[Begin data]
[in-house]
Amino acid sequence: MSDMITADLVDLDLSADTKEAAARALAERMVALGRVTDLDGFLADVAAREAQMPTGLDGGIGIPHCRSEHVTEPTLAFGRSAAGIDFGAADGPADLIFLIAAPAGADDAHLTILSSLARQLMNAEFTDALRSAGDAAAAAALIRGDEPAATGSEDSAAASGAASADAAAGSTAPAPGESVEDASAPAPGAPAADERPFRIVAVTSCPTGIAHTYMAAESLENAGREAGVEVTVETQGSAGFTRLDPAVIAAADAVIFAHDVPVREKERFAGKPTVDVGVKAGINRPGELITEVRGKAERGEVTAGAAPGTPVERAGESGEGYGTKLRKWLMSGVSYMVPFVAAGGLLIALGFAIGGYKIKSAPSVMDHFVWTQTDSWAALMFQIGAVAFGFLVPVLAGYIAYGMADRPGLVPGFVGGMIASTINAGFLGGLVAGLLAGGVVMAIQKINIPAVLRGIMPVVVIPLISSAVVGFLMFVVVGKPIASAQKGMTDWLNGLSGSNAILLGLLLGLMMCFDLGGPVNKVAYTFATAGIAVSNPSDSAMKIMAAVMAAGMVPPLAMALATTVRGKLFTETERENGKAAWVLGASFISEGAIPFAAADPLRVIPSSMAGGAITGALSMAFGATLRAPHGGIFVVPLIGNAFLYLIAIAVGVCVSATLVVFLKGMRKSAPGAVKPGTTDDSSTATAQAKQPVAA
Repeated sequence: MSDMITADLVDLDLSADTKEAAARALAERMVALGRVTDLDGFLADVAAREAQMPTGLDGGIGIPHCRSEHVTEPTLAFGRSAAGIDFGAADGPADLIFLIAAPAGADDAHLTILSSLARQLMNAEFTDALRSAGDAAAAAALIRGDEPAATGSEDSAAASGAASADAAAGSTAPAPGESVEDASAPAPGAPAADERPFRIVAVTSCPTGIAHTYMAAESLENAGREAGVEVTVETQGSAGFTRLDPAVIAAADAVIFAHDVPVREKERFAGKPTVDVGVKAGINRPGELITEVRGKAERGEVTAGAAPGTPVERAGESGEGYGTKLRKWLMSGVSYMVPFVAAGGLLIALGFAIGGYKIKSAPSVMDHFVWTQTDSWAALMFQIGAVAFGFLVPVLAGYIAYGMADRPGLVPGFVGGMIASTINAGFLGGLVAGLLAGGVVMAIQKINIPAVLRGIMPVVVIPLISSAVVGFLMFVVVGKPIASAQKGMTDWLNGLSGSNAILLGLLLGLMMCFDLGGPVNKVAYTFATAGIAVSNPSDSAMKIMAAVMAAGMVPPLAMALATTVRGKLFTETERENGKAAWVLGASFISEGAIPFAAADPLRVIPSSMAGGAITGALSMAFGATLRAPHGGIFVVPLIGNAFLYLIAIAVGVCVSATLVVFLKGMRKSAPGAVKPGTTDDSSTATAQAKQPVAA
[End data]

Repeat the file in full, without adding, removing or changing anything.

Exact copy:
[in-house]
Amino acid sequence: MSDMITADLVDLDLSADTKEAAARALAERMVALGRVTDLDGFLADVAAREAQMPTGLDGGIGIPHCRSEHVTEPTLAFGRSAAGIDFGAADGPADLIFLIAAPAGADDAHLTILSSLARQLMNAEFTDALRSAGDAAAAAALIRGDEPAATGSEDSAAASGAASADAAAGSTAPAPGESVEDASAPAPGAPAADERPFRIVAVTSCPTGIAHTYMAAESLENAGREAGVEVTVETQGSAGFTRLDPAVIAAADAVIFAHDVPVREKERFAGKPTVDVGVKAGINRPGELITEVRGKAERGEVTAGAAPGTPVERAGESGEGYGTKLRKWLMSGVSYMVPFVAAGGLLIALGFAIGGYKIKSAPSVMDHFVWTQTDSWAALMFQIGAVAFGFLVPVLAGYIAYGMADRPGLVPGFVGGMIASTINAGFLGGLVAGLLAGGVVMAIQKINIPAVLRGIMPVVVIPLISSAVVGFLMFVVVGKPIASAQKGMTDWLNGLSGSNAILLGLLLGLMMCFDLGGPVNKVAYTFATAGIAVSNPSDSAMKIMAAVMAAGMVPPLAMALATTVRGKLFTETERENGKAAWVLGASFISEGAIPFAAADPLRVIPSSMAGGAITGALSMAFGATLRAPHGGIFVVPLIGNAFLYLIAIAVGVCVSATLVVFLKGMRKSAPGAVKPGTTDDSSTATAQAKQPVAA
Repeated sequence: MSDMITADLVDLDLSADTKEAAARALAERMVALGRVTDLDGFLADVAAREAQMPTGLDGGIGIPHCRSEHVTEPTLAFGRSAAGIDFGAADGPADLIFLIAAPAGADDAHLTILSSLARQLMNAEFTDALRSAGDAAAAAALIRGDEPAATGSEDSAAASGAASADAAAGSTAPAPGESVEDASAPAPGAPAADERPFRIVAVTSCPTGIAHTYMAAESLENAGREAGVEVTVETQGSAGFTRLDPAVIAAADAVIFAHDVPVREKERFAGKPTVDVGVKAGINRPGELITEVRGKAERGEVTAGAAPGTPVERAGESGEGYGTKLRKWLMSGVSYMVPFVAAGGLLIALGFAIGGYKIKSAPSVMDHFVWTQTDSWAALMFQIGAVAFGFLVPVLAGYIAYGMADRPGLVPGFVGGMIASTINAGFLGGLVAGLLAGGVVMAIQKINIPAVLRGIMPVVVIPLISSAVVGFLMFVVVGKPIASAQKGMTDWLNGLSGSNAILLGLLLGLMMCFDLGGPVNKVAYTFATAGIAVSNPSDSAMKIMAAVMAAGMVPPLAMALATTVRGKLFTETERENGKAAWVLGASFISEGAIPFAAADPLRVIPSSMAGGAITGALSMAFGATLRAPHGGIFVVPLIGNAFLYLIAIAVGVCVSATLVVFLKGMRKSAPGAVKPGTTDDSSTATAQAKQPVAA